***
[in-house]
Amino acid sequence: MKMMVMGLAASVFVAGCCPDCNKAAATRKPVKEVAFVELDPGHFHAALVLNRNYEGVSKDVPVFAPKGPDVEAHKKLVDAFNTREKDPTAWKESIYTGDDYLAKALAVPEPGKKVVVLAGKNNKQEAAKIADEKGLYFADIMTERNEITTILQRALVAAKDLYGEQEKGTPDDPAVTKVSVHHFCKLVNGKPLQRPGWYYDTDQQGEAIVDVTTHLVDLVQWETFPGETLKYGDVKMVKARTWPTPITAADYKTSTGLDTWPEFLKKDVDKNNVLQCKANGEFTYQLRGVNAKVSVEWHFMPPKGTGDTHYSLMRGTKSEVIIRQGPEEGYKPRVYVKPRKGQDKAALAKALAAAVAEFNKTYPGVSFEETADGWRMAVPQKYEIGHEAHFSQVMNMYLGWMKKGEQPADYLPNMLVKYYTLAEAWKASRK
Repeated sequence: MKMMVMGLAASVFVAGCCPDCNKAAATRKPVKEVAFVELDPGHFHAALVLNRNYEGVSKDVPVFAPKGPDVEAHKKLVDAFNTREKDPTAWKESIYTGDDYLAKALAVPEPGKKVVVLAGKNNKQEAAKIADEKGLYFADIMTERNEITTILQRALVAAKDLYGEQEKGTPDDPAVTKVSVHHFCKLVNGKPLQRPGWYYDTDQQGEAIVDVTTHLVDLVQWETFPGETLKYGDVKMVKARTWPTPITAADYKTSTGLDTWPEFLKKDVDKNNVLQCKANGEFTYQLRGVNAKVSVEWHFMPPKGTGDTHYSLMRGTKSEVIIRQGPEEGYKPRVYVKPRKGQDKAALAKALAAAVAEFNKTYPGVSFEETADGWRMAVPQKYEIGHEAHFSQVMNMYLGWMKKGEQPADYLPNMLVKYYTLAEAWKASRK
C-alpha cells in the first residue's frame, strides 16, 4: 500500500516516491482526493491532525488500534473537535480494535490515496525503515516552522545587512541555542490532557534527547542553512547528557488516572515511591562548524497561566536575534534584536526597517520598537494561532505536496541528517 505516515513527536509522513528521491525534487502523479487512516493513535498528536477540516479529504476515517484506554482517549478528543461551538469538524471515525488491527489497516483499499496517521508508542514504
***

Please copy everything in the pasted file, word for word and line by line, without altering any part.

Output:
[in-house]
Amino acid sequence: MKMMVMGLAASVFVAGCCPDCNKAAATRKPVKEVAFVELDPGHFHAALVLNRNYEGVSKDVPVFAPKGPDVEAHKKLVDAFNTREKDPTAWKESIYTGDDYLAKALAVPEPGKKVVVLAGKNNKQEAAKIADEKGLYFADIMTERNEITTILQRALVAAKDLYGEQEKGTPDDPAVTKVSVHHFCKLVNGKPLQRPGWYYDTDQQGEAIVDVTTHLVDLVQWETFPGETLKYGDVKMVKARTWPTPITAADYKTSTGLDTWPEFLKKDVDKNNVLQCKANGEFTYQLRGVNAKVSVEWHFMPPKGTGDTHYSLMRGTKSEVIIRQGPEEGYKPRVYVKPRKGQDKAALAKALAAAVAEFNKTYPGVSFEETADGWRMAVPQKYEIGHEAHFSQVMNMYLGWMKKGEQPADYLPNMLVKYYTLAEAWKASRK
Repeated sequence: MKMMVMGLAASVFVAGCCPDCNKAAATRKPVKEVAFVELDPGHFHAALVLNRNYEGVSKDVPVFAPKGPDVEAHKKLVDAFNTREKDPTAWKESIYTGDDYLAKALAVPEPGKKVVVLAGKNNKQEAAKIADEKGLYFADIMTERNEITTILQRALVAAKDLYGEQEKGTPDDPAVTKVSVHHFCKLVNGKPLQRPGWYYDTDQQGEAIVDVTTHLVDLVQWETFPGETLKYGDVKMVKARTWPTPITAADYKTSTGLDTWPEFLKKDVDKNNVLQCKANGEFTYQLRGVNAKVSVEWHFMPPKGTGDTHYSLMRGTKSEVIIRQGPEEGYKPRVYVKPRKGQDKAALAKALAAAVAEFNKTYPGVSFEETADGWRMAVPQKYEIGHEAHFSQVMNMYLGWMKKGEQPADYLPNMLVKYYTLAEAWKASRK
C-alpha cells in the first residue's frame, strides 16, 4: 500500500516516491482526493491532525488500534473537535480494535490515496525503515516552522545587512541555542490532557534527547542553512547528557488516572515511591562548524497561566536575534534584536526597517520598537494561532505536496541528517 505516515513527536509522513528521491525534487502523479487512516493513535498528536477540516479529504476515517484506554482517549478528543461551538469538524471515525488491527489497516483499499496517521508508542514504